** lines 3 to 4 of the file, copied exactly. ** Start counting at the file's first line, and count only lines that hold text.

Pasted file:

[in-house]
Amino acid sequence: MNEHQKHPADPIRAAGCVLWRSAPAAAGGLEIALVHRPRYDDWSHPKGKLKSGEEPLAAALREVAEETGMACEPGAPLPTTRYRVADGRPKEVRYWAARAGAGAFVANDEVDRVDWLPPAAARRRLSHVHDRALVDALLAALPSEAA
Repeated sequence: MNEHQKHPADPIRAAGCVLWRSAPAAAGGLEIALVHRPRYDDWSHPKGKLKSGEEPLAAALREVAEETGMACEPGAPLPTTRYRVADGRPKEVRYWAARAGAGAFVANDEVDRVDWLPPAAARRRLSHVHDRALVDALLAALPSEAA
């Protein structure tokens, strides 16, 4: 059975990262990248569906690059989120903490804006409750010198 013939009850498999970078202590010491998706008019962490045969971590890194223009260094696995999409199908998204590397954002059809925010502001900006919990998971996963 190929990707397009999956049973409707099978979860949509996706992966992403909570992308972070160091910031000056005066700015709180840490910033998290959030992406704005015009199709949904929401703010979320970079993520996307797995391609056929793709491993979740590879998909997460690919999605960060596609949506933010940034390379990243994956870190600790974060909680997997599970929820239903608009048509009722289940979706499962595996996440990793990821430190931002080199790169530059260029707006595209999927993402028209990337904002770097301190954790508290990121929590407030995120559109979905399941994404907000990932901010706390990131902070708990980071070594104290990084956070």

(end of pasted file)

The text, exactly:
Repeated sequence: MNEHQKHPADPIRAAGCVLWRSAPAAAGGLEIALVHRPRYDDWSHPKGKLKSGEEPLAAALREVAEETGMACEPGAPLPTTRYRVADGRPKEVRYWAARAGAGAFVANDEVDRVDWLPPAAARRRLSHVHDRALVDALLAALPSEAA
């Protein structure tokens, strides 16, 4: 059975990262990248569906690059989120903490804006409750010198 013939009850498999970078202590010491998706008019962490045969971590890194223009260094696995999409199908998204590397954002059809925010502001900006919990998971996963 190929990707397009999956049973409707099978979860949509996706992966992403909570992308972070160091910031000056005066700015709180840490910033998290959030992406704005015009199709949904929401703010979320970079993520996307797995391609056929793709491993979740590879998909997460690919999605960060596609949506933010940034390379990243994956870190600790974060909680997997599970929820239903608009048509009722289940979706499962595996996440990793990821430190931002080199790169530059260029707006595209999927993402028209990337904002770097301190954790508290990121929590407030995120559109979905399941994404907000990932901010706390990131902070708990980071070594104290990084956070």